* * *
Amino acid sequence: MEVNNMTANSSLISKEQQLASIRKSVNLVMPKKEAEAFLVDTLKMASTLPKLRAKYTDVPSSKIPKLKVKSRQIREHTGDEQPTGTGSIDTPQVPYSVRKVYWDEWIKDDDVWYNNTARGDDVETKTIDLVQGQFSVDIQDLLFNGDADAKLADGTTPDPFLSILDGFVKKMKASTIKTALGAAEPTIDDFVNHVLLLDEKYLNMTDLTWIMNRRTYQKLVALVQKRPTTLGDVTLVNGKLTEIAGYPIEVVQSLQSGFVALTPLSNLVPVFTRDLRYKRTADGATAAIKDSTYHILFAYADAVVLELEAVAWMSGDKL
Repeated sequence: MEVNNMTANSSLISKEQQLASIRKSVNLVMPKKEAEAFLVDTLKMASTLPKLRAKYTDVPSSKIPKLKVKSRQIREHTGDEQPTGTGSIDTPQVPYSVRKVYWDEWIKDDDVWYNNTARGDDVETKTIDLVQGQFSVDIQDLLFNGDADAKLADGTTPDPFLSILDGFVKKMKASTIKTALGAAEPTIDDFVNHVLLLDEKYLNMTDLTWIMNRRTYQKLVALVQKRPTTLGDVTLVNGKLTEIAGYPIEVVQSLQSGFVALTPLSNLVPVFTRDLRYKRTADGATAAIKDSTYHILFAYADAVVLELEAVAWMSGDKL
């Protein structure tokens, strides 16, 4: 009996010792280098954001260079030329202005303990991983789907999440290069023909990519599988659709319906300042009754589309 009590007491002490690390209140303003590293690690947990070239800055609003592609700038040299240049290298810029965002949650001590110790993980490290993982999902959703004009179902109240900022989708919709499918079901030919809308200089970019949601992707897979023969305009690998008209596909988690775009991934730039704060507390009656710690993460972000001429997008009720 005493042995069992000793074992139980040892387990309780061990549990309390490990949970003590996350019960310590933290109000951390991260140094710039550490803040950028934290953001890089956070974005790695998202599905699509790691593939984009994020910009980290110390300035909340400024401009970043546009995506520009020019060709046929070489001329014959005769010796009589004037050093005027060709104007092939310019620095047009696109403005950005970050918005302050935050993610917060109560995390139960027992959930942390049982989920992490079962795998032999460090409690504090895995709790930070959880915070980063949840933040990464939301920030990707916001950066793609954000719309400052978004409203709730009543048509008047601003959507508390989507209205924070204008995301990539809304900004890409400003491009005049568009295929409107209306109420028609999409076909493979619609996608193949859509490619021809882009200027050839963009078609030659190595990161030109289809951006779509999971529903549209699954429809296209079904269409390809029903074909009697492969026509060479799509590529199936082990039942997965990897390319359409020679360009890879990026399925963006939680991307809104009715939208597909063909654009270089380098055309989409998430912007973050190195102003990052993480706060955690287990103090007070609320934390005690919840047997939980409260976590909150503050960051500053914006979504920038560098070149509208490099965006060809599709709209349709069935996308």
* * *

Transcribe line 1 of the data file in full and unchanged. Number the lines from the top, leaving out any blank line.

Amino acid sequence: MEVNNMTANSSLISKEQQLASIRKSVNLVMPKKEAEAFLVDTLKMASTLPKLRAKYTDVPSSKIPKLKVKSRQIREHTGDEQPTGTGSIDTPQVPYSVRKVYWDEWIKDDDVWYNNTARGDDVETKTIDLVQGQFSVDIQDLLFNGDADAKLADGTTPDPFLSILDGFVKKMKASTIKTALGAAEPTIDDFVNHVLLLDEKYLNMTDLTWIMNRRTYQKLVALVQKRPTTLGDVTLVNGKLTEIAGYPIEVVQSLQSGFVALTPLSNLVPVFTRDLRYKRTADGATAAIKDSTYHILFAYADAVVLELEAVAWMSGDKL